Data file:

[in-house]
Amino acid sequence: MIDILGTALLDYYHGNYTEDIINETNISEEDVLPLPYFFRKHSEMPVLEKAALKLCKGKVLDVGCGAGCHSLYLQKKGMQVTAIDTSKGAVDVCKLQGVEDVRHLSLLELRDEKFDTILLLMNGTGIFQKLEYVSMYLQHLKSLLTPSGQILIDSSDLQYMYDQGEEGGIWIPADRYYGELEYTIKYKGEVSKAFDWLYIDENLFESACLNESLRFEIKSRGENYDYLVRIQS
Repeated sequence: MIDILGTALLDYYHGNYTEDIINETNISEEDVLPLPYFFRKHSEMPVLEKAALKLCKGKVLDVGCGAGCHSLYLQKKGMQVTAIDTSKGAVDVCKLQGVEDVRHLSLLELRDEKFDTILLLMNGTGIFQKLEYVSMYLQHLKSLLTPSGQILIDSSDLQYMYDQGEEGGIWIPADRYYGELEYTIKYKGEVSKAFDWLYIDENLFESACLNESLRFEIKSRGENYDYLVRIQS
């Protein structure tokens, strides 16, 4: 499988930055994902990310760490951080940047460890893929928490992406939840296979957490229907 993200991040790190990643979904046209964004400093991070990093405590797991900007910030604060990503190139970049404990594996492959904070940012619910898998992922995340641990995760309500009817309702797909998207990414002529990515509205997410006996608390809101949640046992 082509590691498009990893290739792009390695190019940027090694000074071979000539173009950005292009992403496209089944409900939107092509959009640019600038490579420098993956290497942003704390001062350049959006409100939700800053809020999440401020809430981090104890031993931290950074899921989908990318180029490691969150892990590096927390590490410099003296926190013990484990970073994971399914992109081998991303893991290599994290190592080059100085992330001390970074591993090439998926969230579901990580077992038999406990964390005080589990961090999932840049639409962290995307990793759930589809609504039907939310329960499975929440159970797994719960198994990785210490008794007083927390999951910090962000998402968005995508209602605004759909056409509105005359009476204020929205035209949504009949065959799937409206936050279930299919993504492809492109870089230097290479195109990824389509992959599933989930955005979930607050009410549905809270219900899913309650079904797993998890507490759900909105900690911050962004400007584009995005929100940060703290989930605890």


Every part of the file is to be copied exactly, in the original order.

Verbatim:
[in-house]
Amino acid sequence: MIDILGTALLDYYHGNYTEDIINETNISEEDVLPLPYFFRKHSEMPVLEKAALKLCKGKVLDVGCGAGCHSLYLQKKGMQVTAIDTSKGAVDVCKLQGVEDVRHLSLLELRDEKFDTILLLMNGTGIFQKLEYVSMYLQHLKSLLTPSGQILIDSSDLQYMYDQGEEGGIWIPADRYYGELEYTIKYKGEVSKAFDWLYIDENLFESACLNESLRFEIKSRGENYDYLVRIQS
Repeated sequence: MIDILGTALLDYYHGNYTEDIINETNISEEDVLPLPYFFRKHSEMPVLEKAALKLCKGKVLDVGCGAGCHSLYLQKKGMQVTAIDTSKGAVDVCKLQGVEDVRHLSLLELRDEKFDTILLLMNGTGIFQKLEYVSMYLQHLKSLLTPSGQILIDSSDLQYMYDQGEEGGIWIPADRYYGELEYTIKYKGEVSKAFDWLYIDENLFESACLNESLRFEIKSRGENYDYLVRIQS
């Protein structure tokens, strides 16, 4: 499988930055994902990310760490951080940047460890893929928490992406939840296979957490229907 993200991040790190990643979904046209964004400093991070990093405590797991900007910030604060990503190139970049404990594996492959904070940012619910898998992922995340641990995760309500009817309702797909998207990414002529990515509205997410006996608390809101949640046992 082509590691498009990893290739792009390695190019940027090694000074071979000539173009950005292009992403496209089944409900939107092509959009640019600038490579420098993956290497942003704390001062350049959006409100939700800053809020999440401020809430981090104890031993931290950074899921989908990318180029490691969150892990590096927390590490410099003296926190013990484990970073994971399914992109081998991303893991290599994290190592080059100085992330001390970074591993090439998926969230579901990580077992038999406990964390005080589990961090999932840049639409962290995307990793759930589809609504039907939310329960499975929440159970797994719960198994990785210490008794007083927390999951910090962000998402968005995508209602605004759909056409509105005359009476204020929205035209949504009949065959799937409206936050279930299919993504492809492109870089230097290479195109990824389509992959599933989930955005979930607050009410549905809270219900899913309650079904797993998890507490759900909105900690911050962004400007584009995005929100940060703290989930605890």